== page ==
Do Subliminal Messages Really Work?
Most experts agree that subliminal messages have some level of effect, but not under all circumstances, and not for all purposes. Studies have shown that simple subliminal techniques have the potential to motivate people in small ways to do things that have some biological necessity, or things that are strongly associated with positivity. Experts generally agree that these effects are very temporary and not necessarily all that potent, but there are some who feel that subliminal have more potential. Products exist with built-in subliminal messages that claim to help people solve life problems, including things like overeating and various social disorders, but the effectiveness of this kind of subliminal methodology is not necessarily accepted by most scientists.
The concept of subliminal messages has been around in one form or another form more than 100 years, and some would argue that the early Greeks had a version of the concept with their ideas about persuasive rhetoric. The general idea is that people can be more easily persuaded to do things if a message is directed straight towards their subconscious minds. This is because many experts believed that the subconscious mind lacked the ability to make logical decisions, so in theory, anything directed towards the subconscious without the logical filters of the conscious mind might potentially be accepted without critical judgment.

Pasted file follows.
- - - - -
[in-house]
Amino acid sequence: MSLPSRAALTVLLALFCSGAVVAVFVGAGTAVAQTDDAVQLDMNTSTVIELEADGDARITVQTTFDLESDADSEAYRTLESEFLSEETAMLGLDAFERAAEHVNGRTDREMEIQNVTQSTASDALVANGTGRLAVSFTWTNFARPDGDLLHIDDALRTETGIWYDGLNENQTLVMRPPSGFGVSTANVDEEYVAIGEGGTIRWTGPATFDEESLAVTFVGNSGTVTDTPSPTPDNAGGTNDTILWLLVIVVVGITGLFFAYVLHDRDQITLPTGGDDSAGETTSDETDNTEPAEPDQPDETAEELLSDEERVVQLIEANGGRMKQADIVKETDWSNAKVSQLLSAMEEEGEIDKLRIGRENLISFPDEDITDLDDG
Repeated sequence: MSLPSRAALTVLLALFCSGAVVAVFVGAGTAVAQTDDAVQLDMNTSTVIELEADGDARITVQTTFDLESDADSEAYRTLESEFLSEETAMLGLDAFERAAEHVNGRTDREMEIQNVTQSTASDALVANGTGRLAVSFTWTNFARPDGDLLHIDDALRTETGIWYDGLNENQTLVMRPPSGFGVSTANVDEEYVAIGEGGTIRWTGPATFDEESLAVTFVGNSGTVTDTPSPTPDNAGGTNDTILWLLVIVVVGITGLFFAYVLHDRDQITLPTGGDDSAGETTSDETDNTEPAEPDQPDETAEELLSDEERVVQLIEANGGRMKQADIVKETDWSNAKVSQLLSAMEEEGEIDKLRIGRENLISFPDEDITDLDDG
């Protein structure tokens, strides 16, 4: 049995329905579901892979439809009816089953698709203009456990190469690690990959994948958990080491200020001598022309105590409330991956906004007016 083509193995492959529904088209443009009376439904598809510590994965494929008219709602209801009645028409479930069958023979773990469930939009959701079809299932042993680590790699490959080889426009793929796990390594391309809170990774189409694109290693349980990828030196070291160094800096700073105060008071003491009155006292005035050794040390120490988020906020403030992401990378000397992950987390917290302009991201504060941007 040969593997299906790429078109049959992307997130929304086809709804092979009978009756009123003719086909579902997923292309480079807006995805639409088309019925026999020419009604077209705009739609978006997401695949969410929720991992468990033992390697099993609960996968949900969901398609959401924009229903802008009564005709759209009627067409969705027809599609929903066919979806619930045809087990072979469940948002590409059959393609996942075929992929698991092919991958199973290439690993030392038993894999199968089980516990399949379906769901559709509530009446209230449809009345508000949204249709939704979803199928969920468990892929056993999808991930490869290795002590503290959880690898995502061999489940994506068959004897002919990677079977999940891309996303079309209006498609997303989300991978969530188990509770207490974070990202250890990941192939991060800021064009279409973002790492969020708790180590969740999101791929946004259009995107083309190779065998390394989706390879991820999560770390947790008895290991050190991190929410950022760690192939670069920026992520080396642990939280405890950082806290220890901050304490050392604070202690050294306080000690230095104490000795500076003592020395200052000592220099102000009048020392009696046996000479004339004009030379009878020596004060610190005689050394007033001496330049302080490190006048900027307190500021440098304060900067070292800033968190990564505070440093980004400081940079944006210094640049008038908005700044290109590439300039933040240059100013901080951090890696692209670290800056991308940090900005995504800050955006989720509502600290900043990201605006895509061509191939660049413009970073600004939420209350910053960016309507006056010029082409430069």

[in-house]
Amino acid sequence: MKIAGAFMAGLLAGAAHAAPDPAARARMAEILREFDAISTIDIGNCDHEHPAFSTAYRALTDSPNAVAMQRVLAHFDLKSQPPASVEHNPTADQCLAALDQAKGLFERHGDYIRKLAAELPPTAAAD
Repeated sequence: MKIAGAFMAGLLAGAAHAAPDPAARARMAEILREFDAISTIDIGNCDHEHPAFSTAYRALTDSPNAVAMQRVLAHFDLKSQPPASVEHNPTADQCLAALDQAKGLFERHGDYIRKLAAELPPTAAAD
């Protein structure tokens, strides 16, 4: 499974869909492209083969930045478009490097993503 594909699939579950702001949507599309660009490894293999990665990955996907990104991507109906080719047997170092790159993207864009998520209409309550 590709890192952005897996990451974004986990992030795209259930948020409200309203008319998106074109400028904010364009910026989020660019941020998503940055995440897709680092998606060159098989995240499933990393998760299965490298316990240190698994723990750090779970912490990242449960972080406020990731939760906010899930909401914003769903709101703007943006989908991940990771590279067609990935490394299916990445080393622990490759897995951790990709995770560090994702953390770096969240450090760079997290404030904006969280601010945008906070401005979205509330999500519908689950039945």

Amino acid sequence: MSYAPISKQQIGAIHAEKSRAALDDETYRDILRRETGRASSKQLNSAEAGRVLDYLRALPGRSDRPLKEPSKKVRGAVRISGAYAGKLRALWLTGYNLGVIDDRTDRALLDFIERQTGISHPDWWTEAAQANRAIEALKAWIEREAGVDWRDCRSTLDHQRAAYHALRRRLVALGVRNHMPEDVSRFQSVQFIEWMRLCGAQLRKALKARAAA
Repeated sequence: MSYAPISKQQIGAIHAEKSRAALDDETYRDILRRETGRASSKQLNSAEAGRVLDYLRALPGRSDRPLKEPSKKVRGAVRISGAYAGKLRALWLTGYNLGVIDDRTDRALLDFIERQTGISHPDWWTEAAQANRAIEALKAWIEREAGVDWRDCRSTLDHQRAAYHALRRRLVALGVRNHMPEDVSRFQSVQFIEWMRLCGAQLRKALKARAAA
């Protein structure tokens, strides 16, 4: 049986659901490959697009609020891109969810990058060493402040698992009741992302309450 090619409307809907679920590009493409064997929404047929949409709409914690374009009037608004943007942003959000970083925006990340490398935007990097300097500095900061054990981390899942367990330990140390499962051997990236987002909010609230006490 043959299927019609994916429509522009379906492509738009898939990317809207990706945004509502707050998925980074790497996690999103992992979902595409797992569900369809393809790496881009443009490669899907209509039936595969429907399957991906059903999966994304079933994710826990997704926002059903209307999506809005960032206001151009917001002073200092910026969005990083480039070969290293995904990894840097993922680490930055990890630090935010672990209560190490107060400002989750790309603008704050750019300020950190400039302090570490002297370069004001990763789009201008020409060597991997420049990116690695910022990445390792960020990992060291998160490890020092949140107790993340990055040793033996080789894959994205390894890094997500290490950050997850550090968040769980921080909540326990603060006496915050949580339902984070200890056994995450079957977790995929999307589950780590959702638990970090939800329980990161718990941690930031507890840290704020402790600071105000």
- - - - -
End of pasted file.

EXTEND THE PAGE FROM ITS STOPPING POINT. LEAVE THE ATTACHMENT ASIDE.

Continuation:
There have been several approaches to delivering subliminal messages, from flashing quick images during movies, to creating sound recordings with messages delivered outside of a person’s normal hearing range. Theoretically, these messages are understood by the brain even though a person’s conscious mind doesn’t pick up on them. In practice, the effectiveness of these methods has been studied extensively, and the results have been somewhat mixed.
The most recent research suggests that it is generally impossible to make someone do something that he or she doesn’t really want to do with subliminal messages. Overall, the subliminal approach seems to work much better when it is simply reminding people about something they already want to do anyway. For example, if people are already thirsty, subliminal messages might be able to remind them that they have a thirst, causing them to act on their urge more quickly, and it might be possible to use subliminal messages to associate a particular beverage with that thirst, as long as the person doesn’t already have a negative feeling about it. Experts believe that these effects generally cause a short-term boost in behaviors, which would mean that things like subliminal audio recordings that purport to help people overcome life problems may not be that effective.
Can someone do this to someone else while they are sleeping, kind of like being hypnotized, where a certain word or sound could completely change them?
I was wondering about this. Thanks for pointing out the truth.
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